A few other things to note (as detailed on Apple’s support page): if you turn on 2FA, you have two weeks to change your mind, and after that, it’s a done deal — you can’t turn it off. Once 2FA is established, then every time you sign in using your Apple ID on a new device, you’ll get a notification on a trusted device, and you’ll have to okay the sign-in. And finally, once you sign in to a device with the verification code, it will be considered a trusted device, and you won’t have to use a code again (unless you sign out, change your password, or erase the device). Finally, you’ll need a trusted phone number to establish 2FA.

  • Go to Settings > [Your Name] > Password & Security.
  • Select Turn On Two-Factor Authentication, and follow the instructions.
  • From your Apple menu (the Apple icon in the upper-left corner), go to System Settings (or, for older macOS versions, System Preferences), then click your name (or Apple ID).
Apple ID security page with options to change passwords, select trusted phone numbers, and others.

Apple ID security page with options to change passwords, select trusted phone numbers, and others.

If you turned on 2FA over two weeks ago, you don’t have the option of turning it off.
  • Select Password & Security.
  • Look for Two-Factor Authentication. Select Turn On, and follow the instructions.
  • From your Dropbox homepage on the web, click your profile avatar and select Settings.
  • Click on the Security tab.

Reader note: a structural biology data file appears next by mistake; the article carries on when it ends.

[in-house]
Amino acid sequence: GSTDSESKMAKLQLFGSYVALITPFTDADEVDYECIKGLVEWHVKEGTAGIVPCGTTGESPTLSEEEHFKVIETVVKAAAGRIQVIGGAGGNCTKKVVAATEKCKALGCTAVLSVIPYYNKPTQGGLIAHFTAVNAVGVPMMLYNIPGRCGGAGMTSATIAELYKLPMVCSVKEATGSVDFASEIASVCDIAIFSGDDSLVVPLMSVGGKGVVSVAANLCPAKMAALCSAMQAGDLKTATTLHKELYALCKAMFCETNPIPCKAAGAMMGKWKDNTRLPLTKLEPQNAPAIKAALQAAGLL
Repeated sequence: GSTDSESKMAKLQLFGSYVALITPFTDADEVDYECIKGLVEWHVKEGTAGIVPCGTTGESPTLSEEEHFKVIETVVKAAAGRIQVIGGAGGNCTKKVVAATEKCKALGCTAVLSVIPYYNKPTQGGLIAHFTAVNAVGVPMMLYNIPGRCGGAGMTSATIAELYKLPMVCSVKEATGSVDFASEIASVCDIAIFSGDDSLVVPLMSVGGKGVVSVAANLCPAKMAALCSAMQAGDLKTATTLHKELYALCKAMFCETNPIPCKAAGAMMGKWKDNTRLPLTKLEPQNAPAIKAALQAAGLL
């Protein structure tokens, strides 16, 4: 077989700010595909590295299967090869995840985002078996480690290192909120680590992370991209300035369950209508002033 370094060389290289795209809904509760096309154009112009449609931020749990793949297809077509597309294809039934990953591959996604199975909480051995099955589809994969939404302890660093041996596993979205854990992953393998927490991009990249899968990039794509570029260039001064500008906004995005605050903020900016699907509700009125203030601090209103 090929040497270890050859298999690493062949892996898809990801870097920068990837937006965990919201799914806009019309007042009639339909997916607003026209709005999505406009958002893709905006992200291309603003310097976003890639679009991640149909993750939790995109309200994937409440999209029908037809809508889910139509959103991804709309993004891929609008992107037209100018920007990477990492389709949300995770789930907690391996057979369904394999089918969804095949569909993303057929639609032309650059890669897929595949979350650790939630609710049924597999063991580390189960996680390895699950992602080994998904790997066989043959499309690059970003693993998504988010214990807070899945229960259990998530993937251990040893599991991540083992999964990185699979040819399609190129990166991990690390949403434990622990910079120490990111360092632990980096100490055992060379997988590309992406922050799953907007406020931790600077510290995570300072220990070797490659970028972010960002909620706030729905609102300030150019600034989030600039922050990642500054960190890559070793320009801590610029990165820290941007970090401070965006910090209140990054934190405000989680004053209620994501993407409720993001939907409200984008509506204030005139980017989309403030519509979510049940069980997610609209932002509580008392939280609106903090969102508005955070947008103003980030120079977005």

• Find Two-Step Verification, toggle to turn the feature on, and select Get Started.

You can choose to receive 2FA through a text or your authenticator app; obviously, we recommend the latter.

Dropbox also lets you use a text or authenticator app.

Dropbox also lets you use a text or authenticator app.

Dropbox also lets you use a text or authenticator app.

The way to access Facebook’s 2FA settings is a bit different depending on whether you’re using the mobile app or the web app (and Facebook tends to update both layouts often).

On the mobile app

  • Access your privacy settings by tapping your personal icon on the upper-right corner (Android) or the lower-right corner (iOS).
  • Scroll down to the bottom to find the Settings & privacy menu. Tap Settings > Security and login, and select Set up two-factor authentication.

You can opt for a text message, an authenticator app, or a security key; you can also use one of these as a backup method.

On the web

  • Click your personal icon in the upper-right corner.
  • Select Settings & Privacy > Settings > Security and login.
Facebook page headed “Your security method” with “Authenticator app” at top and then “Add a backup method” with choices including Text Message, Security Key, and Recovery Codes.

Facebook page headed “Your security method” with “Authenticator app” at top and then “Add a backup method” with choices including Text Message, Security Key, and Recovery Codes.

Facebook lets you use a text message, an authenticator app, or a security key.
  • Under the Recommended heading, you will find Set up two-factor authentication. On the next page, click the Setup button next to Authentication app to start the process.

Note: if you scroll down in the Security and login page, you’ll find a section dedicated to two-factor authentication. It offers Use two-factor authentication (which leads to the same setup page as mentioned above) but also lets you establish Authorized logins, a list of devices where you don’t have to deal with 2FA.